If you look at the swimming pool reviews on Swimmer’s Guide, you’ll find a lot of positive things said about dCoque. I tend to concur. The complex has a bunch of pools to which the public has access to three, namely the paddling pool for kids, a shallow 25m pool and a 50 pool. There is also a separate diving pool but I do not know how much access is granted to the diving section. When I was there on Wednesday or Thursday this week it was being used for scuba training and it has several diving platforms as well. I’ve done the diving board  thing twice, and gotten profoundly sick both times so regretfully I’ve given up on ever being the type of person who can dive from a 10 metre platform and land successfully and gracefully in the water.

Swimming wise, I believe there are two training pools, a 50m and a 25m which are used for clubs and classes. I have not seen them Outside those, there is an arena 50m pool which is 2.2m deep and a learning pool which scales from 0.6m to 1.35m. I swam in both of them.

People have told me they find the pools in dCoque cold. I don’t quite get this as for me,they are not the coldest pools I have swum in in Luxembourg – I really think that’s Bonnevoie – but unlike Les Thermes, the temperature is comfortable enough to swim in. During the week, evidence suggests the pools can be busy.

Of the two of them, I swam most in the 25m pool because that’s the length I’m kind of used to at this point. It’s a stainless steel pool – I didn’t remember this from the last time I was there, and the main disadvantage is the 60cm depth at one end as my freestyle stroke has enough of a sweep for me to hit the floor if I’m not paying attention. I wasn’t alone swimming lengths in that pool which on one front is gratifying; on the other hand, plans I had around my own training ideas for the next three months are being reframed in terms of “get used to the 50m pool”. Despite being busy, the 50m really is a very easy pool to swim in for the short space of time I was in it. It’s a novelty to be in a pool that has a standard depth start to finish.

Unlike the 25m pool it’s a tiled pool which for some reason I tend to prefer. The fact that it is a wide pool helps in spreading the crowd of swimmers around – I’ve found 25m pools can look crowded a lot more quickly than the 50m pool does and that beyond there being more than double the number of swimmers in a 50m pool. Does not make sense to me mathematically but finding gaps to swim through was far easier.

Anyway.

Facilities wise, the dressing rooms are fine; there are plenty of showers. The lockers lock with your card or bracelet and unlike most of the other pools I’ve been to in Luxembourg, they tend to be short and comparatively wide rather than tall and narrow.

You can swim until 9.30 most days and it is open 7 days a week unlike most of the other pools in the area. It opens at 8am 4 mornings a week and I think, at around 9 on weekend mornings.

Transport wise, it has a car park but it is also served by a bunch of buses, definitely 1, 16 and from town by a few of the RGTR buses as well. 8 goes nearby as well.

Saturday mornings

I like those Saturday mornings where I wake early, and get up * reasonably * early and have a chance to ease into the day. I like doing it during the week as well but for some reason that’s not happening much lately.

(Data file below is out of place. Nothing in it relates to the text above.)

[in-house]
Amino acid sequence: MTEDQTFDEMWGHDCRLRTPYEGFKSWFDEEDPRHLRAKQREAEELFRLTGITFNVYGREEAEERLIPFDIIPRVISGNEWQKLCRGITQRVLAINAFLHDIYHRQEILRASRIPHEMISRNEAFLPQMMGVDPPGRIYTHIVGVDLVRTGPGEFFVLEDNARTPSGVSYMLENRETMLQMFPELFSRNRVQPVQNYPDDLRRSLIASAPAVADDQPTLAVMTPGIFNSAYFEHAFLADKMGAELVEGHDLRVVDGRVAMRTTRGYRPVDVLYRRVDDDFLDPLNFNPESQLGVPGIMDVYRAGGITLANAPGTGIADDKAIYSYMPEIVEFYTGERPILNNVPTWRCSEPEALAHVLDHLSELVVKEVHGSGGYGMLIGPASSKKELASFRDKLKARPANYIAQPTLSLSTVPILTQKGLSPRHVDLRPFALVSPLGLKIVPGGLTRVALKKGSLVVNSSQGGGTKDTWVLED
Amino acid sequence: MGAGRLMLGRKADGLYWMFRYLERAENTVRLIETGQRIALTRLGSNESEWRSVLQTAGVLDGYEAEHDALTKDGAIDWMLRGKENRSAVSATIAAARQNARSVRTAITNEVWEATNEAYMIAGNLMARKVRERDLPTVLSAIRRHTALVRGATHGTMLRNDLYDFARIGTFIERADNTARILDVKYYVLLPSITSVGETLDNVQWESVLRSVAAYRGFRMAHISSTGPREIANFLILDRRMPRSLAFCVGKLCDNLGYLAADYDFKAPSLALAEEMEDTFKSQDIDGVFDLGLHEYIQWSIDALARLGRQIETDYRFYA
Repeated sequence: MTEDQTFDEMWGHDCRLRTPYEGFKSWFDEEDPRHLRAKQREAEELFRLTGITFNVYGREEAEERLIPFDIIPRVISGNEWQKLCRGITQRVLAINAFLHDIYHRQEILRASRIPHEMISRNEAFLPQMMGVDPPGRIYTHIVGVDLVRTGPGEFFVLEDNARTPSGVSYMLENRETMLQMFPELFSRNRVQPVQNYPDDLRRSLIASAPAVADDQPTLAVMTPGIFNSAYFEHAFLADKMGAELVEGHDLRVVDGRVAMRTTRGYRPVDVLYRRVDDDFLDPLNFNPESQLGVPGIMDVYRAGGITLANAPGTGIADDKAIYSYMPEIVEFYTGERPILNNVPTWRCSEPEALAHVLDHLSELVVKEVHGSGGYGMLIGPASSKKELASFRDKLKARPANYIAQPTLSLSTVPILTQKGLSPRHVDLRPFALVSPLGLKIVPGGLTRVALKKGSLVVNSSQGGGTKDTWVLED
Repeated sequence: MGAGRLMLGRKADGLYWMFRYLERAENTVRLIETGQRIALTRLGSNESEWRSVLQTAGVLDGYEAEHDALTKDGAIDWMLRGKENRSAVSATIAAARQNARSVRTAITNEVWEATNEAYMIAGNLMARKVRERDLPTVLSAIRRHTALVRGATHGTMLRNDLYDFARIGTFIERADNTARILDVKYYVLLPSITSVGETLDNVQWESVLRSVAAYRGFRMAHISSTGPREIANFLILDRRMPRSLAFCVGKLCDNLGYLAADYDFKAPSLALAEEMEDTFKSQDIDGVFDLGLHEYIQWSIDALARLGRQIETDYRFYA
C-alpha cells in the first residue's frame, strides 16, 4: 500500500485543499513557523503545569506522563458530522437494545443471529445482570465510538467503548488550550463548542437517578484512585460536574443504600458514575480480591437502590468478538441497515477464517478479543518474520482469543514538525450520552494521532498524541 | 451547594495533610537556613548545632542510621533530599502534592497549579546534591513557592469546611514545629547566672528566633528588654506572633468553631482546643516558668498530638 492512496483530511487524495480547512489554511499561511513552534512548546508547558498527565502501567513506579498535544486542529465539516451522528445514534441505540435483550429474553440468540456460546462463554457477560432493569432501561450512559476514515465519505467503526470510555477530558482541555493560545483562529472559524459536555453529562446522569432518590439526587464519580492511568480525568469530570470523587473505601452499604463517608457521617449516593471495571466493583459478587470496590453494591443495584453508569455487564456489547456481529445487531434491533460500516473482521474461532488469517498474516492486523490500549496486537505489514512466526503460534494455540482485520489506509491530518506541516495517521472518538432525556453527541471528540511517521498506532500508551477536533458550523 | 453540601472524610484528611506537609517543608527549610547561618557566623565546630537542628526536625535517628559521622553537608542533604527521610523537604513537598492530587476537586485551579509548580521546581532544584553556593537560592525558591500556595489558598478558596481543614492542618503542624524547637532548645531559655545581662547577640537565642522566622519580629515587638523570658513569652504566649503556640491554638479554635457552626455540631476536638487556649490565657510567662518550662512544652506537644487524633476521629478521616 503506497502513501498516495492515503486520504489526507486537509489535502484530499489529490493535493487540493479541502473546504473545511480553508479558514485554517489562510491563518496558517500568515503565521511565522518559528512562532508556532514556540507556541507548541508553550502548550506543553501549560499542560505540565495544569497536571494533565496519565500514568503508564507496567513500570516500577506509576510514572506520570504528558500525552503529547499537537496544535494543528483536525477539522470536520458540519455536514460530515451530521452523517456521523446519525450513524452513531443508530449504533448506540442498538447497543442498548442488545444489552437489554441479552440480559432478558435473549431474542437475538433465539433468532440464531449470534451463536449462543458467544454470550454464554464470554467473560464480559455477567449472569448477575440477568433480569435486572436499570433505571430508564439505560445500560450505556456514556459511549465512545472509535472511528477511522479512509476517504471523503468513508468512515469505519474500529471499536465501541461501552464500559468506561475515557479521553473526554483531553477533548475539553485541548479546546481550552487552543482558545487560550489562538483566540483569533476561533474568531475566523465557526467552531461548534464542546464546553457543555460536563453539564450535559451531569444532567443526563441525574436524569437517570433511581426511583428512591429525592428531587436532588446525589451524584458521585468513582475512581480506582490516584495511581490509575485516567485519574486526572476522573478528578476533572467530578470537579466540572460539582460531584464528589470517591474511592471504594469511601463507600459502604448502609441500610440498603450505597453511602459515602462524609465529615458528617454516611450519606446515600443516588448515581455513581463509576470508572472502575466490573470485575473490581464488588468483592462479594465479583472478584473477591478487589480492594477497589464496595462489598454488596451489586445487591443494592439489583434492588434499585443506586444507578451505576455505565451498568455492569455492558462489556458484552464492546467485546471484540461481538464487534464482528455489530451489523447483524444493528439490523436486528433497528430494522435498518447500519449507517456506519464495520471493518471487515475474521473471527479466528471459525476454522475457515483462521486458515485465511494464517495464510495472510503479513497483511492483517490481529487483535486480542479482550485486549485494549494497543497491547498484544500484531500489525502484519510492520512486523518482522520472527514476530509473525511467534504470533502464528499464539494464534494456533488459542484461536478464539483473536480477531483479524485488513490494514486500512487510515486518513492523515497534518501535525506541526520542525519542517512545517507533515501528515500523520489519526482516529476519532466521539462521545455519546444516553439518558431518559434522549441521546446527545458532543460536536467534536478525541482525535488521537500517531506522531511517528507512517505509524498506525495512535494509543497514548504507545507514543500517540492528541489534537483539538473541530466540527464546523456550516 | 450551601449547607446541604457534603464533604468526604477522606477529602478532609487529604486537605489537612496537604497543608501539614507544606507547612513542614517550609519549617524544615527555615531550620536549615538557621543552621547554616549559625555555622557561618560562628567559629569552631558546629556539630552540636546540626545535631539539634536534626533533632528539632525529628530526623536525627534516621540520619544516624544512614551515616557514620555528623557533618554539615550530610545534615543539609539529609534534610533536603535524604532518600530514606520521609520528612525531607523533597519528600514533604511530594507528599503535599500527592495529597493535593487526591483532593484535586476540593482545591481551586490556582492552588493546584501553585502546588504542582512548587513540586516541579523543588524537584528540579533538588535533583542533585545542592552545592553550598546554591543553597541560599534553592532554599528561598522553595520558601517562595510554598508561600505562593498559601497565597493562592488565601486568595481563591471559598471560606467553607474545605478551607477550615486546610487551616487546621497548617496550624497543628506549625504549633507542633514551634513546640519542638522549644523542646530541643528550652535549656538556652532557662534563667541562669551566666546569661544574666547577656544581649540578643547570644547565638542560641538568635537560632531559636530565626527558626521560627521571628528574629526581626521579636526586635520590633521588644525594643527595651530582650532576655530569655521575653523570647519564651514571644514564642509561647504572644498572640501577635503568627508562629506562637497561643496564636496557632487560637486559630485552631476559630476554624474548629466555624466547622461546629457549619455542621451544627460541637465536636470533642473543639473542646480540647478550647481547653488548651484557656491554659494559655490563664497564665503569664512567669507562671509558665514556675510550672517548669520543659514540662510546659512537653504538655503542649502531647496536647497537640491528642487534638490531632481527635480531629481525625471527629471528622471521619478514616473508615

Facebook has been begging me to install their mobile app on my phone for ages but I’m just not interested. I took twitter off my iPad and I’m getting close to pulling it off my phone although if I do that at least on the phone it will stay logged in on a browser. I get a lot of my news and quite a few interesting bits and pieces through Twitter – far more than I ever did through Facebook. But it is too easy to get hooked into reloading twitter all the time and that distracts me from being distracted by my own thoughts. Saturday morning’s get me back there sometimes.

I never feel all that great if I stay i bed late on a Saturday morning. Mostly I like to be up before 8 if possible, well before 9 at best. After that things start feeling not great. I feel behind, unrelaxed. Online social media often contributes to my still being in bed at 10am on a Saturday morning and it frustrates me.

I sometimes wonder how much of this is evidence that in fact, and in agreement with all appearances and a selection of calendars, I am getting old. Not so much the getting up early – because I mostly did that anyway – but the feeling that social media is not bringing so much to my life any more.

Saturday mornings bring the opportunity to relax a little, think about where I am in the world and what I want to do. They are always much better if I am not also trying to frantically catch up with things. There is pleasure – surprisingly enough – to be got from the sound of getting the washing machine done on time and listening to it going through its cycle early on a Saturday morning. It gives me a feeling of control. And relaxation because at least I don’t have to scrub the clothes thanks to technology.

I wonder sometimes – coloured a lot by what I read on line – how much time we devote to not being stressed, not being under pressure. Even our hobbies can add pressure by adding a time dimension to them – three of my local swimming pools close at 12 on a Sunday which puts you on a bit of a time table. The please on Saturday mornings for me is not being on that much of a timetable. Not needing to rush out the door.

I like Saturday mornings. Above and Beyond in the background. A leisurely breakfast and the knowledge that no bus I get on today will be the same as a sardine can fitted with a sauna.